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MDPI, International Journal of Environmental Research and Public Health, 7(19), p. 4375, 2022

DOI: 10.3390/ijerph19074375



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Changes in Perceived Stress and Lifestyle Behaviors in Response to the COVID-19 Pandemic in The Netherlands: An Online Longitudinal Survey Study

This paper is made freely available by the publisher.
This paper is made freely available by the publisher.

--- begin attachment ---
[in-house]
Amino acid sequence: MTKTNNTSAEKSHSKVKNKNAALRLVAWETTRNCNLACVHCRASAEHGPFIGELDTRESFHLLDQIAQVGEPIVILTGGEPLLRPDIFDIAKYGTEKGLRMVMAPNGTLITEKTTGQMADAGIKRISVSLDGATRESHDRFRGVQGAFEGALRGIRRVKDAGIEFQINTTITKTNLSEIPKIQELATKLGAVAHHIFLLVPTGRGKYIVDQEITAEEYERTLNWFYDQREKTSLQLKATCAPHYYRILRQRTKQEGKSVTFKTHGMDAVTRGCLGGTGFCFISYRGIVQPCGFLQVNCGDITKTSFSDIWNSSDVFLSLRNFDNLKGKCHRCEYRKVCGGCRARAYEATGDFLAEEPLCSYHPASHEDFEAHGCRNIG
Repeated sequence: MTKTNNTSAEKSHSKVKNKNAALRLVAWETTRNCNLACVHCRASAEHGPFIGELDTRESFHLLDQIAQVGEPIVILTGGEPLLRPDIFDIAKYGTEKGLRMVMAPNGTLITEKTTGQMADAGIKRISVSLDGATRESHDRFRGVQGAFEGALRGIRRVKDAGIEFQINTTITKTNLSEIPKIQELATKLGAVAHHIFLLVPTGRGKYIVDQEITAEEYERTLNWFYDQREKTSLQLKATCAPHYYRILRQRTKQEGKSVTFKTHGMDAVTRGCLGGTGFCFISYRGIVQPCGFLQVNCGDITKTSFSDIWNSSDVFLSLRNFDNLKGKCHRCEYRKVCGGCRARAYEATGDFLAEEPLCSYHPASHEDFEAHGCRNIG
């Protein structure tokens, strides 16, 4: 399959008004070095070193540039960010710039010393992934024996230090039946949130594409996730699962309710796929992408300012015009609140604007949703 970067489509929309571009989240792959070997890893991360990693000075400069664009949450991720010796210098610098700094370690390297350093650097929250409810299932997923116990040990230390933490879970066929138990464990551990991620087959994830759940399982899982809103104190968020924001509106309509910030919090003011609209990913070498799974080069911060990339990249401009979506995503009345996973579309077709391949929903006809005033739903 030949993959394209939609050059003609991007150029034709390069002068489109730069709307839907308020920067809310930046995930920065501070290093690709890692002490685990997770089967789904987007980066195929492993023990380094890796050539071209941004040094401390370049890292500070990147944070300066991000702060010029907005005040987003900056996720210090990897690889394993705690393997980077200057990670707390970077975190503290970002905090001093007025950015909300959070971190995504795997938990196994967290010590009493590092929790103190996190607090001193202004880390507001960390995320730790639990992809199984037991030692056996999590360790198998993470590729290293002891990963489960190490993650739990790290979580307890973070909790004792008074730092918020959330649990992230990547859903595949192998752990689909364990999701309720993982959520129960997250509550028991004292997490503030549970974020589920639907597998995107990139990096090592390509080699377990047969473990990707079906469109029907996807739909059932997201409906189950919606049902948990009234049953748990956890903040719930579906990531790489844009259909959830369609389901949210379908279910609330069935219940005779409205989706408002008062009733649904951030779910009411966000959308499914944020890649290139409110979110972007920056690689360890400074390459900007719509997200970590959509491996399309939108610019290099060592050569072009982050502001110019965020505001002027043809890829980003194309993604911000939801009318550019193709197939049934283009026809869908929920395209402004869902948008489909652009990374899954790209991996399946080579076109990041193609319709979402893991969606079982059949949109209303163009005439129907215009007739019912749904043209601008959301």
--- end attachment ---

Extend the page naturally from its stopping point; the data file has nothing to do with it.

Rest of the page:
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The COVID-19 pandemic has substantial implications for physical and mental wellbeing. This study investigated changes, over time, in lifestyle behaviors and perceived stress during the initial phase of the pandemic and associations with COVID-19 symptoms, in the Dutch general population. An online longitudinal survey study was performed with pre-lockdown measurements in February, and subsequently in April and June 2020 (n = 259, mean age 59 ± 14 years, 59% women). Self-report questionnaires were used to assess weight, diet quality, physical activity, alcohol intake, and smoking. Perceived stress was measured using the validated perceived stress scale (PSS-10). The presence of COVID-19 symptoms (yes/no) was defined as fever, or >3 of the following symptoms: weakness/tiredness, muscle ache, dry cough, loss of smell/taste, and breathing difficulties. Data were analyzed using linear mixed models, adjusted for age, sex, educational level, marital status and (change in) employment status. Minimal increases over time were observed in alcohol intake (0.6 ± 0.7 to 0.7 ± 1.1 glasses/day, p = 0.001) and smoking (9.5 ± 8.7 to 10.9 ± 9.4 cigarettes/day among 10% smokers, p = 0.03), but other lifestyle behaviors remained stable. In April 2020, 15% reported COVID-19-related symptoms, and in June 2020, this was 10%. The presence of COVID-19 symptoms was associated with increased perceived stress (pinteraction = 0.003) and increased alcohol consumption (pinteraction = 0.03) over time. In conclusion, in this prospective study, COVID-19 symptoms were associated with increases in perceived stress and alcohol consumption. Future research on biopsychosocial determinants and underlying mechanisms of lifestyle changes, as a response to the COVID-19 pandemic, is needed.